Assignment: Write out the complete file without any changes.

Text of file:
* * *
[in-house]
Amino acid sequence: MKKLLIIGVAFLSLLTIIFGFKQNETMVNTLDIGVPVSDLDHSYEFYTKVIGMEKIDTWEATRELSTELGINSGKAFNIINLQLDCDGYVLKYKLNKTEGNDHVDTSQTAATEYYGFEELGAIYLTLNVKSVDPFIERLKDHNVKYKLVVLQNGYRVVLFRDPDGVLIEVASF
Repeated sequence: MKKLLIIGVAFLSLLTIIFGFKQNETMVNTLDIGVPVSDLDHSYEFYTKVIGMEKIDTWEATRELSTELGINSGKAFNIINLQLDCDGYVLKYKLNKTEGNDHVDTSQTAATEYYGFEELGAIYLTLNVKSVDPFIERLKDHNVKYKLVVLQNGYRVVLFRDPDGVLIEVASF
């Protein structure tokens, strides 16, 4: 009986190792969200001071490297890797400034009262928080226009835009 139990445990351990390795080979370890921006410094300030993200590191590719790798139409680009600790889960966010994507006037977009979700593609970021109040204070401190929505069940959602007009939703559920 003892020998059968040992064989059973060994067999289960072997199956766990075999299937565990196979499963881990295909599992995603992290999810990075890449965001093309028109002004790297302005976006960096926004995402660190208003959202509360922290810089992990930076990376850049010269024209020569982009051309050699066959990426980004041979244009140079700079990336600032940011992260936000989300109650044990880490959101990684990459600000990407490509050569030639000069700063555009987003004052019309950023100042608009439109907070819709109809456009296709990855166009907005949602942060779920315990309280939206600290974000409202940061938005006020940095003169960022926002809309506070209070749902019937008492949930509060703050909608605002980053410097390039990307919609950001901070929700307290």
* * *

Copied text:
[in-house]
Amino acid sequence: MKKLLIIGVAFLSLLTIIFGFKQNETMVNTLDIGVPVSDLDHSYEFYTKVIGMEKIDTWEATRELSTELGINSGKAFNIINLQLDCDGYVLKYKLNKTEGNDHVDTSQTAATEYYGFEELGAIYLTLNVKSVDPFIERLKDHNVKYKLVVLQNGYRVVLFRDPDGVLIEVASF
Repeated sequence: MKKLLIIGVAFLSLLTIIFGFKQNETMVNTLDIGVPVSDLDHSYEFYTKVIGMEKIDTWEATRELSTELGINSGKAFNIINLQLDCDGYVLKYKLNKTEGNDHVDTSQTAATEYYGFEELGAIYLTLNVKSVDPFIERLKDHNVKYKLVVLQNGYRVVLFRDPDGVLIEVASF
């Protein structure tokens, strides 16, 4: 009986190792969200001071490297890797400034009262928080226009835009 139990445990351990390795080979370890921006410094300030993200590191590719790798139409680009600790889960966010994507006037977009979700593609970021109040204070401190929505069940959602007009939703559920 003892020998059968040992064989059973060994067999289960072997199956766990075999299937565990196979499963881990295909599992995603992290999810990075890449965001093309028109002004790297302005976006960096926004995402660190208003959202509360922290810089992990930076990376850049010269024209020569982009051309050699066959990426980004041979244009140079700079990336600032940011992260936000989300109650044990880490959101990684990459600000990407490509050569030639000069700063555009987003004052019309950023100042608009439109907070819709109809456009296709990855166009907005949602942060779920315990309280939206600290974000409202940061938005006020940095003169960022926002809309506070209070749902019937008492949930509060703050909608605002980053410097390039990307919609950001901070929700307290």